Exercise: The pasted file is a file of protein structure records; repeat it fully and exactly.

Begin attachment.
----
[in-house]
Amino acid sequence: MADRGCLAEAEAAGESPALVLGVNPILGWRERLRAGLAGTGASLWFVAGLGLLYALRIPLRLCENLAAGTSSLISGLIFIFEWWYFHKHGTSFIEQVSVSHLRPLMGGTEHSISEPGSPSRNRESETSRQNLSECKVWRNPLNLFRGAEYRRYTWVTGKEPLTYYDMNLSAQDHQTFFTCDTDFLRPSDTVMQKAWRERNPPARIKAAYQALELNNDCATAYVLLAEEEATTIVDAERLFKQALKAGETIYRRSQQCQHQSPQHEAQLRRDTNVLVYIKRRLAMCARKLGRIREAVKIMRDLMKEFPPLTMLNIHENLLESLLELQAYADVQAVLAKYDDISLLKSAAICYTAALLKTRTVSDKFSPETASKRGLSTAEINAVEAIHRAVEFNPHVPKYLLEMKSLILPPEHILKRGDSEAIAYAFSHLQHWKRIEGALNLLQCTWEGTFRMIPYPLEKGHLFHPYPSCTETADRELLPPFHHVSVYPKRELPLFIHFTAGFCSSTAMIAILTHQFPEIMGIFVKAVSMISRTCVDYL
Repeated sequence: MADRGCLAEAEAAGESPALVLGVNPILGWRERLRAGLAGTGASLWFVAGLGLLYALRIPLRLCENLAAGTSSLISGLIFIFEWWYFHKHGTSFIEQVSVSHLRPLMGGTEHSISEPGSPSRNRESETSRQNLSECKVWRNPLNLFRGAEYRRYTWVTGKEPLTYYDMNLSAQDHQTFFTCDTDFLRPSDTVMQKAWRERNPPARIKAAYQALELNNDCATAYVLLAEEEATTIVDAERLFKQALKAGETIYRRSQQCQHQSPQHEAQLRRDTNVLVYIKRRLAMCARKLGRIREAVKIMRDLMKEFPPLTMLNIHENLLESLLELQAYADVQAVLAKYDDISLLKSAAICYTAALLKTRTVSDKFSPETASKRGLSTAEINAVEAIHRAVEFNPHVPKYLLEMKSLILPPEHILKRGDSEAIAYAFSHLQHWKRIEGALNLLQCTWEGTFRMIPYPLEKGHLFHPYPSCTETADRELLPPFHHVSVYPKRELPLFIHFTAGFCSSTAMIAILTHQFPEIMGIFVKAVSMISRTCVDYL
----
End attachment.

[in-house]
Amino acid sequence: MADRGCLAEAEAAGESPALVLGVNPILGWRERLRAGLAGTGASLWFVAGLGLLYALRIPLRLCENLAAGTSSLISGLIFIFEWWYFHKHGTSFIEQVSVSHLRPLMGGTEHSISEPGSPSRNRESETSRQNLSECKVWRNPLNLFRGAEYRRYTWVTGKEPLTYYDMNLSAQDHQTFFTCDTDFLRPSDTVMQKAWRERNPPARIKAAYQALELNNDCATAYVLLAEEEATTIVDAERLFKQALKAGETIYRRSQQCQHQSPQHEAQLRRDTNVLVYIKRRLAMCARKLGRIREAVKIMRDLMKEFPPLTMLNIHENLLESLLELQAYADVQAVLAKYDDISLLKSAAICYTAALLKTRTVSDKFSPETASKRGLSTAEINAVEAIHRAVEFNPHVPKYLLEMKSLILPPEHILKRGDSEAIAYAFSHLQHWKRIEGALNLLQCTWEGTFRMIPYPLEKGHLFHPYPSCTETADRELLPPFHHVSVYPKRELPLFIHFTAGFCSSTAMIAILTHQFPEIMGIFVKAVSMISRTCVDYL
Repeated sequence: MADRGCLAEAEAAGESPALVLGVNPILGWRERLRAGLAGTGASLWFVAGLGLLYALRIPLRLCENLAAGTSSLISGLIFIFEWWYFHKHGTSFIEQVSVSHLRPLMGGTEHSISEPGSPSRNRESETSRQNLSECKVWRNPLNLFRGAEYRRYTWVTGKEPLTYYDMNLSAQDHQTFFTCDTDFLRPSDTVMQKAWRERNPPARIKAAYQALELNNDCATAYVLLAEEEATTIVDAERLFKQALKAGETIYRRSQQCQHQSPQHEAQLRRDTNVLVYIKRRLAMCARKLGRIREAVKIMRDLMKEFPPLTMLNIHENLLESLLELQAYADVQAVLAKYDDISLLKSAAICYTAALLKTRTVSDKFSPETASKRGLSTAEINAVEAIHRAVEFNPHVPKYLLEMKSLILPPEHILKRGDSEAIAYAFSHLQHWKRIEGALNLLQCTWEGTFRMIPYPLEKGHLFHPYPSCTETADRELLPPFHHVSVYPKRELPLFIHFTAGFCSSTAMIAILTHQFPEIMGIFVKAVSMISRTCVDYL